It’s a shame the Greens / RISE / Solidarity are so similar.
      There is a case for tactical voting in certain circumstances, but it is so hard to predict and could easily backfire. Three parties fighting for the same hard left vote reinforces that.

      The SNP / SNP case is very strong because there is a precedent.
      It worked last time to get an independence majority and a referendum.

      A referendum is the time for everyone to come together in a bipartisan campaign for a better Scotland. The SNP seems like the best vehicle to get that referendum in the first place.

      OK, Nicola isn’t keen on another vote in the next few years, but that’s fair enough, and respects the 2014 vote. I am sure the manifesto will leave it open for 2020 or 2021, or sooner if circumstances change. After all, it is the SNP’s ‘raison d’etre’

      I did find a statement from the Greens with a good idea – a million strong petition when people want a second referendum. That avoids the trap of setting ridiculous polling targets too.

  3. carthannas says:

    Sorry, I’m with James Kelly on this. I understand that you have a right to edit your own site but it seemed to me that you were trying to influence what he wrote. Any issues you had with his views could have been taken up after the article had been published, rather than before the event.

    1. Sorry – but the point of editing is that you don’t just publish and ‘take it up with them after’

      1. carthannas says:

        I didn’t actually say ‘take it up with them after’ but I should have made it clear that I meant that discussion could take place where we could all see and take part in it.

        1. Well, yes of course. The basic truth is – as you say “I understand that you have a right to edit your own site”. That’s all I was in the process of doing

      2. Jim McIntyre says:

        Sorry Mike, I thought your whole argument for putting up the previous articles that pissed off everyone was to “allow debate”. The e-mail exchange is pretty uninteresting and you’re wrong it does not take long to find ‘tactical voting’ slogans from the fringe parties. There is a video of Tommy Sheridan calling for tactical voting. I am not even a political aficionado.

        I am all for Greens/RISE/whatever having a go at the SNP or whatever, what disturbs me is an article in Common Space saying SNP supporters are zombies. How was that not ‘partisan’? How is that ‘new media’? Why have you written no article explaining how ludicrous that is coming from a party styling themselves on radical leftists in Greece and Spain. Are we meant to believe the Workers revolt will start by having a go at the head of a regional parliament? It’s stupidity.

        Then there is the little fact that the election is for the Scottish Parliament, not Westminster. What the hell can anyone do in the Scottish Parliament and what is the point in getting worked up about it? RISE will/will not cut Air Passenger Duty? Viva la revolucion! Greens will implement increase a tiny subsidy to wind farms? Our countryside is saved!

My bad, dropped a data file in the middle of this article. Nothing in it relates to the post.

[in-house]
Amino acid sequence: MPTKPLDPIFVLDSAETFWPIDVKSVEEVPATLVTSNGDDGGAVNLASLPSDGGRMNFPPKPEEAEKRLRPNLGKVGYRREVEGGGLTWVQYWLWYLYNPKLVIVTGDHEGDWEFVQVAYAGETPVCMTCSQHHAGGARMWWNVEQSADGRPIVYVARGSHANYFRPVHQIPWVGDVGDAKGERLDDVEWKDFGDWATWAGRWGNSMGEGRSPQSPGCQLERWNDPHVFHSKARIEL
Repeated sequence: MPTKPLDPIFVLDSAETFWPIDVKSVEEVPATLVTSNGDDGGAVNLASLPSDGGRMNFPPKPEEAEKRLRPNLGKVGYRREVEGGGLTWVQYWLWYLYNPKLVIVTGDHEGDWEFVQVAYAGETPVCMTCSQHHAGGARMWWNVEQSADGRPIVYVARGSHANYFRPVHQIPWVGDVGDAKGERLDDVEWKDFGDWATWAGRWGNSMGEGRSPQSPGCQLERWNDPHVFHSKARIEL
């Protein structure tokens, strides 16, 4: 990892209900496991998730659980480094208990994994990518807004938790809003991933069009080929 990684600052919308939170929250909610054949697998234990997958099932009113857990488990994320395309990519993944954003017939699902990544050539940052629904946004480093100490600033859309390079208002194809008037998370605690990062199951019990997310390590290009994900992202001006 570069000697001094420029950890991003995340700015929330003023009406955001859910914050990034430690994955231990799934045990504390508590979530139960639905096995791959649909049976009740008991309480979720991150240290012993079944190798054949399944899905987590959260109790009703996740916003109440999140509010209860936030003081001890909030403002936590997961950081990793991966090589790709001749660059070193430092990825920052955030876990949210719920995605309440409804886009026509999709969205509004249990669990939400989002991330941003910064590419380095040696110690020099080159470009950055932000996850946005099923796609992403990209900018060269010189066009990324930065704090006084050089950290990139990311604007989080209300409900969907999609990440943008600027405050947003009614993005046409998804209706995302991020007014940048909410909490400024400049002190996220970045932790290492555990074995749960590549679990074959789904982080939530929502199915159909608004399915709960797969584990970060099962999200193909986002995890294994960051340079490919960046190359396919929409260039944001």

Let’s get some perspective about what the Scottish Parliament elections are really about (an attempt to appease disgruntled Scots) and even with Smith, it is not as if it can really change anything. Sure, it might be nice that the Radical Indy crew get a wee reward of an MSP for their hard work in the indyref, but a lot of folk worked hard in the ref and believe in independence.

        1. Hi Jim – which are “the previous articles” that pissed off everyone? And who is “everyone”?

          1. Jim McIntyre says:

            It is a figure of speech. I was referring to the controversy in the last article “Shsh for Indy”, which is basically a hatchet job against a single SNP activist, you know what we are all kind of discussing now.

            If you want to make Bella truly cutting edge, you should go for a “I am not a Tory for supporting Ruth Davidson, isn’t she bloody marvelous” article, followed by a series of follow-up articles suggesting anyone who suggests otherwise is partaking in “aggressive thought-policing” (from another article lambasting SNP supporters last month).

      3. Alban Fry says:

        It does strike me, Mike, that your main concern with James’ piece is with the actual content, i.e. you don’t accept the argument he’s making.

        I can understand an editor interfering, as it were, on tone, or length, or on some legal issue. But the content, the meat of the argument is surely sacrosanct. You are either willing to publish the argument, or you’re not. It does seem in this case, you were not. Which is your affair, I suppose, but rather underlines (sic) James’ argument that you were simply unhappy giving airtime to an argument counter to your own views. That doesn’t strike me as the proper role of an editor.

        1. Hi Alban – thanks for this. I clearly was going to publish the argument (as I say: “I never considered major surgery”.

      4. Alastair50 says:

        I hate to quote Rumsfeld but, in terms of the arguments, we do seem to be in the ‘known unknown’ sector here.